# Why does the magnetisation orient itself in the -y direction

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## Main Question or Discussion Point

In magnetic resonance, if we apply a 90 degree pulse in the x direction when we have a magnetisation orientated in the z direction. Why do we get the magnetisation then orientated in the -y direction immediately after the pulse?

I dont understand why it would not be in the +Y direction

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Upon applying a 90 degree pulse, the entire magnetization, (from the nuclear spins), that has been rotated away from the z-direction, is precessing around in the X-Y plane if I remember the result correctly. (The large static field in the z-direction causes this precession. The large static field in the z-direction is effectively cancelled only in the rotating frame. $M \times B_z$ will supply the necessary torque to cause the precession.) During the application of the r-f signal at resonance in the x-direction, the magnetization vector is precessing around in the laboratory frame, while in the rotating frame, it appears to simply make a 90 degree rotation from the z-direction to the X-Y plane. The direction the magnetization rotates in the rotating frame can be readily computed. Hopefully your textbook correctly computed it.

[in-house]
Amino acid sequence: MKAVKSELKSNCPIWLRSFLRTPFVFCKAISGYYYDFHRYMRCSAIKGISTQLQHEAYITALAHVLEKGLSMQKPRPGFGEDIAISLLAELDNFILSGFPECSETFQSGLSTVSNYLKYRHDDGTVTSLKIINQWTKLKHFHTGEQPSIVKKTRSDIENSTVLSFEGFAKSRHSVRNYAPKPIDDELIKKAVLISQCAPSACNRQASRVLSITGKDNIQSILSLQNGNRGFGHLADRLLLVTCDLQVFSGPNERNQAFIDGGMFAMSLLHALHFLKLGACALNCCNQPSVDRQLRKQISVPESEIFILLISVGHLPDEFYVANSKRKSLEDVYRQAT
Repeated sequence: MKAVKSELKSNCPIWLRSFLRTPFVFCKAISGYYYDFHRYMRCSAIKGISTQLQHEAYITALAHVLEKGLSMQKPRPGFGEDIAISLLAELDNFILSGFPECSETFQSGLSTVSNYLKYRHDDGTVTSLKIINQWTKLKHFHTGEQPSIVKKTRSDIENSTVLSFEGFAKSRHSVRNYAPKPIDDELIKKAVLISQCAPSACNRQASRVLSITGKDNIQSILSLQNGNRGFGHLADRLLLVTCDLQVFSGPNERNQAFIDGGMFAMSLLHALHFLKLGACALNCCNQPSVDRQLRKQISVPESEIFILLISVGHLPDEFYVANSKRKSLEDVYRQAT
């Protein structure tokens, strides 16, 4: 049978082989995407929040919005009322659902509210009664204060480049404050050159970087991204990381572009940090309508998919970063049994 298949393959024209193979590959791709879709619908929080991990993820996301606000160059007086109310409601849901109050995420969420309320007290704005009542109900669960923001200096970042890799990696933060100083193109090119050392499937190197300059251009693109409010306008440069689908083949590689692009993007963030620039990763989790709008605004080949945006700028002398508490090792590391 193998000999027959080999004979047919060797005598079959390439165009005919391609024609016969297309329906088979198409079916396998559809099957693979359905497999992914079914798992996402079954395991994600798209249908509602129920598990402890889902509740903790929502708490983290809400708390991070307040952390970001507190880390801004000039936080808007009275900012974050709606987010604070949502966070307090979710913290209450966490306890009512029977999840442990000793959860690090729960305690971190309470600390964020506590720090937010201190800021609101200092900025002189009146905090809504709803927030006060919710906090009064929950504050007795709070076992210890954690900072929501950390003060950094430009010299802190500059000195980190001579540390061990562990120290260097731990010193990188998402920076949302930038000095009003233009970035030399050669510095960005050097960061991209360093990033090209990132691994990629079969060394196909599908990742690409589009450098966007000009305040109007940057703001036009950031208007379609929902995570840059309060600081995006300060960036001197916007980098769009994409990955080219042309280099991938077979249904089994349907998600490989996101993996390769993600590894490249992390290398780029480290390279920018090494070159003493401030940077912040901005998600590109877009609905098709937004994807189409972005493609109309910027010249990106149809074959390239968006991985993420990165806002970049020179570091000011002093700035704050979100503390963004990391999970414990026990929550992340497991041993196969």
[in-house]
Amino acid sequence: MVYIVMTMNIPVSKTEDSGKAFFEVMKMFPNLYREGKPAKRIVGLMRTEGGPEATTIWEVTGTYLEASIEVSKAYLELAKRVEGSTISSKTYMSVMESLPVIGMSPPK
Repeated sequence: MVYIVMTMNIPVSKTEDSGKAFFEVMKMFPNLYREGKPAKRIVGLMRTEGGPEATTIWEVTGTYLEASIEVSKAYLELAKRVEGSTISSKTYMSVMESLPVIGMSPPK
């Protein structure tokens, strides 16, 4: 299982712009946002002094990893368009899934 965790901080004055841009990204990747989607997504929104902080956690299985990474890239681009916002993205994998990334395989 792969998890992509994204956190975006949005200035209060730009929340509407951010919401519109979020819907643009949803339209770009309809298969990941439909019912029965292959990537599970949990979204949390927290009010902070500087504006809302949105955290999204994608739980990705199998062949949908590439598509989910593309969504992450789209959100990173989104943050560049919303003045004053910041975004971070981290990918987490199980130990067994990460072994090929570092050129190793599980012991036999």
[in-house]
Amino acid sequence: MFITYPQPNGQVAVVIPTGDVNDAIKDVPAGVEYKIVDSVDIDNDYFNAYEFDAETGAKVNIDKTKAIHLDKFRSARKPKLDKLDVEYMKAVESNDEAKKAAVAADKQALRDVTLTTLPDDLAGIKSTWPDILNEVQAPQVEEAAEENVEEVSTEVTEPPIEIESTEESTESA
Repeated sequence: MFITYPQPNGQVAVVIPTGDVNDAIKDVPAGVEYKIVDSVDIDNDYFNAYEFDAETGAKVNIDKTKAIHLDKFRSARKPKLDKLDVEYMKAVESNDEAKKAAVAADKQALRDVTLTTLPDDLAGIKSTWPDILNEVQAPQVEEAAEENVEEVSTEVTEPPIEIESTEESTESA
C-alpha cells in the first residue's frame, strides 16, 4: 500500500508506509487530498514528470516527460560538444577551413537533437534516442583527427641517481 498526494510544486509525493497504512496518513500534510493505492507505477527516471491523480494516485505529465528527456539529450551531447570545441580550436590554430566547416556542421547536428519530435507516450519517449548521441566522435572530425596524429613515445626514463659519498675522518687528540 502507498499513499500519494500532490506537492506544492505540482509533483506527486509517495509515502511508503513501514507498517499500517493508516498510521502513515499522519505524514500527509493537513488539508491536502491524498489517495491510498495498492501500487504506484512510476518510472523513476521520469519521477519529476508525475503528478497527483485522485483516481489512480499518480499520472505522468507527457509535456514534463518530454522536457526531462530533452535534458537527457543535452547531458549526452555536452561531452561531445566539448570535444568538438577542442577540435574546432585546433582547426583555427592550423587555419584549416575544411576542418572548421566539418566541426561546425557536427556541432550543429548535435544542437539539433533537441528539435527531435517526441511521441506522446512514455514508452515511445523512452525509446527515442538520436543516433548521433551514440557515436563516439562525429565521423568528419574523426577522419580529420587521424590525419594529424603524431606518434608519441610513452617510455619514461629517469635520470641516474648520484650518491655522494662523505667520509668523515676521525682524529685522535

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Besides what I mentioned in post #2, there are a couple of additional items that might be of interest. One important item in the derivations is the relationship between the time derivative of a vector $\vec{r}$ in the laboratory frame versus the rotating frame: $[d \vec{r}/dt]_o=d \vec{r} /dt +\omega \times \vec{r}$. One other item is that the angular momentum $J$ from magnetization $M$ is $M=\gamma J$, so that $dJ/dt=M \times B$ becomes $dM/dt=\gamma M \times B$. It should be noted in the last equation, that the solution for $M$ is that it rotates at frequency $\omega=-\gamma B$ about the vector $B$. Notice from the first equation above that $dM/dt=0$ in the rotating frame ($M$ is constant), but $[dM/dt]_o=\omega \times M$ in the laboratory frame.